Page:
Tag Archives: NSAIDs

celebrex safety label

FDA Advisory Panel Recommends Softening “Celebrex” Safety Labeling

A U.S. Food and Drug Administration (FDA) advisory panel concluded that prescription pain medication celecoxib (Celebrex), marketed by Pfizer, is as safe as other common nonsteroidal anti-inflammatory drugs (NSAIDs) when it comes to cardiovascular (CV) risks. The panel recommended updating the medicine’s safety labeling to reflect that.

Celecoxib is a selective COX-2 inhibitor, which means it blocks production of an enzyme associated with inflammation. “Nonselective” NSAIDs, such as naproxen and ibuprofen, block both COX-1 and COX-2; by blocking COX-1, they give rise to gastrointestinal (GI) side effects. Celecoxib is often prescribed to patients with osteoarthritis (OA) or an inflammatory type of arthritis, such as rheumatoid arthritis (RA), especially those who are at higher risk of GI side effects.

But its cardiovascular safety profile has been under a cloud of suspicion for more than a decade, after two other COX-2 inhibitors were pulled from the U.S. market. Rofecoxib (Vioxx) was removed in 2004 and valdecoxib (Bextra) in 2005 over concerns they raised the risk of cardiovascular events, such as heart attack and stroke, to unacceptable levels. (All NSAIDs increase the risk of cardiovascular side effects; risks rise with the dose and length of time used.)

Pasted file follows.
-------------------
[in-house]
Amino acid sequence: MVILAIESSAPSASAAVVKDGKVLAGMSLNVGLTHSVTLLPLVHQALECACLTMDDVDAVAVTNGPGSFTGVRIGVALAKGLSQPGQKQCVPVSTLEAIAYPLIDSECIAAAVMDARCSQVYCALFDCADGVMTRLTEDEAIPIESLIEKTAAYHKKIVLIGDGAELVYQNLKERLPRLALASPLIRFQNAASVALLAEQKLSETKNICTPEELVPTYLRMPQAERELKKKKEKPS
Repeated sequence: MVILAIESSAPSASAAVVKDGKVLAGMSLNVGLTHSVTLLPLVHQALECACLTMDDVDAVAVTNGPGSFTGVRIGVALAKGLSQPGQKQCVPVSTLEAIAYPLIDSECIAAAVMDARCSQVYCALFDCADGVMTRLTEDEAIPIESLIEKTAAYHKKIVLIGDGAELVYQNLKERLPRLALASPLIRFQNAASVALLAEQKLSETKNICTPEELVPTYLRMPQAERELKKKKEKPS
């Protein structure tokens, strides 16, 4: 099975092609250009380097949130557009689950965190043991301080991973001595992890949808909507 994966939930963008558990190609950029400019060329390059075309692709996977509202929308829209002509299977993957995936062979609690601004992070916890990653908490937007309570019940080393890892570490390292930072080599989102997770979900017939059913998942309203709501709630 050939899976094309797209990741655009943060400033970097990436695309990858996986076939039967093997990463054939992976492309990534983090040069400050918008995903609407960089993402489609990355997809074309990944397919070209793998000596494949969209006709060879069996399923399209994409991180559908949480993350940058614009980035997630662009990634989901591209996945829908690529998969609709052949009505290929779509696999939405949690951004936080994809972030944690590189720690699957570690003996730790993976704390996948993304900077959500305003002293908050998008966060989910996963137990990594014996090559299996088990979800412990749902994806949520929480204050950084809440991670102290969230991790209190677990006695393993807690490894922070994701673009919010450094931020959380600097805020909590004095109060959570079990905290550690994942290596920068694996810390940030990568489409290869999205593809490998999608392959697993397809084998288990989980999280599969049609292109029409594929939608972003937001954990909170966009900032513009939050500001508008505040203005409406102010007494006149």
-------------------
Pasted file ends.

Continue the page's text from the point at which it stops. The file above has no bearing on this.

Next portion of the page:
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Akylosing Spodylitis Treatment

Drug Combination May Slow Ankylosing Spondylitis in Some Cases

For people with ankylosing spondylitis (AS) – a type of inflammatory arthritis that primarily affects the pelvis and spine – a pair of recent studies is shedding light on the possible benefits of a combination treatment with a nonsteroidal anti-inflammatory drug (NSAID) and a tumor necrosis factor (TNF) inhibitor (a type of biologic drug).

In AS, chronic inflammation in the sacroiliac joints (in the pelvis) and in the joints and ligaments along the spine creates pain and stiffness. During the early stages of the disease, joint damage may not be apparent in X-rays. (In these cases, the condition is called nonradiographic axial spondyloarthritis (nr-axSpA). As the disease progresses – and not all cases progress from nr-axSpA to AS – more joint damage occurs as the body grows new bone in an attempt to heal itself, which results in vertebrae fusing together. This reduces mobility and flexibility, and can lead to a hunched posture.
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